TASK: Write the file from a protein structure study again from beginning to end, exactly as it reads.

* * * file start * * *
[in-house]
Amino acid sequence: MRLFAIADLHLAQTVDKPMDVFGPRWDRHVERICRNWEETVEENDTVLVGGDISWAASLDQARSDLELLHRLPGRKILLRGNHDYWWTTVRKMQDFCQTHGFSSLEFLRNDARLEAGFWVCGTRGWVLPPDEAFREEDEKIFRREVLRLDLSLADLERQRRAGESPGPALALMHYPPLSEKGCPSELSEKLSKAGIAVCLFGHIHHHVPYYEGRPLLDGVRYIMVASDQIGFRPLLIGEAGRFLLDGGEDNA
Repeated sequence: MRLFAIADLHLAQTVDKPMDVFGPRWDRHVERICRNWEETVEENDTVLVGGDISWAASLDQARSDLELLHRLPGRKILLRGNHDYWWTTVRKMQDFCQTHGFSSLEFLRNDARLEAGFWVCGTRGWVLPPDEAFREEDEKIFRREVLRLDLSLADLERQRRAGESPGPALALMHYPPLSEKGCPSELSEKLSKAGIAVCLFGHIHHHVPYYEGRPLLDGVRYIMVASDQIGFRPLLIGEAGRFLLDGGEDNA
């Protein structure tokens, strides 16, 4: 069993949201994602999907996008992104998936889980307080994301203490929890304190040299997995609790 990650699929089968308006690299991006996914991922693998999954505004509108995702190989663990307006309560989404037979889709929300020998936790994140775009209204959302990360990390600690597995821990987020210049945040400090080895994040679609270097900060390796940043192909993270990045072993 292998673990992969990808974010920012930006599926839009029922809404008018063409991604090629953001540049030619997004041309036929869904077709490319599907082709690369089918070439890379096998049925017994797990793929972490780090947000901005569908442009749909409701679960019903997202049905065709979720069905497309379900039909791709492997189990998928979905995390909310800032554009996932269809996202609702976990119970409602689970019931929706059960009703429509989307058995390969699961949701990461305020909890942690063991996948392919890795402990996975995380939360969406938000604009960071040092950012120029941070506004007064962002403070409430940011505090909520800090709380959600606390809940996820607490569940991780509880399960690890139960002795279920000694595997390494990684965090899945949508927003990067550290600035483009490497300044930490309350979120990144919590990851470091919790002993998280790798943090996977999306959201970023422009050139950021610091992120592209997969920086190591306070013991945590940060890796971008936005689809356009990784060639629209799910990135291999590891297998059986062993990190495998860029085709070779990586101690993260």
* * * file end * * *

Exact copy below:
[in-house]
Amino acid sequence: MRLFAIADLHLAQTVDKPMDVFGPRWDRHVERICRNWEETVEENDTVLVGGDISWAASLDQARSDLELLHRLPGRKILLRGNHDYWWTTVRKMQDFCQTHGFSSLEFLRNDARLEAGFWVCGTRGWVLPPDEAFREEDEKIFRREVLRLDLSLADLERQRRAGESPGPALALMHYPPLSEKGCPSELSEKLSKAGIAVCLFGHIHHHVPYYEGRPLLDGVRYIMVASDQIGFRPLLIGEAGRFLLDGGEDNA
Repeated sequence: MRLFAIADLHLAQTVDKPMDVFGPRWDRHVERICRNWEETVEENDTVLVGGDISWAASLDQARSDLELLHRLPGRKILLRGNHDYWWTTVRKMQDFCQTHGFSSLEFLRNDARLEAGFWVCGTRGWVLPPDEAFREEDEKIFRREVLRLDLSLADLERQRRAGESPGPALALMHYPPLSEKGCPSELSEKLSKAGIAVCLFGHIHHHVPYYEGRPLLDGVRYIMVASDQIGFRPLLIGEAGRFLLDGGEDNA
């Protein structure tokens, strides 16, 4: 069993949201994602999907996008992104998936889980307080994301203490929890304190040299997995609790 990650699929089968308006690299991006996914991922693998999954505004509108995702190989663990307006309560989404037979889709929300020998936790994140775009209204959302990360990390600690597995821990987020210049945040400090080895994040679609270097900060390796940043192909993270990045072993 292998673990992969990808974010920012930006599926839009029922809404008018063409991604090629953001540049030619997004041309036929869904077709490319599907082709690369089918070439890379096998049925017994797990793929972490780090947000901005569908442009749909409701679960019903997202049905065709979720069905497309379900039909791709492997189990998928979905995390909310800032554009996932269809996202609702976990119970409602689970019931929706059960009703429509989307058995390969699961949701990461305020909890942690063991996948392919890795402990996975995380939360969406938000604009960071040092950012120029941070506004007064962002403070409430940011505090909520800090709380959600606390809940996820607490569940991780509880399960690890139960002795279920000694595997390494990684965090899945949508927003990067550290600035483009490497300044930490309350979120990144919590990851470091919790002993998280790798943090996977999306959201970023422009050139950021610091992120592209997969920086190591306070013991945590940060890796971008936005689809356009990784060639629209799910990135291999590891297998059986062993990190495998860029085709070779990586101690993260």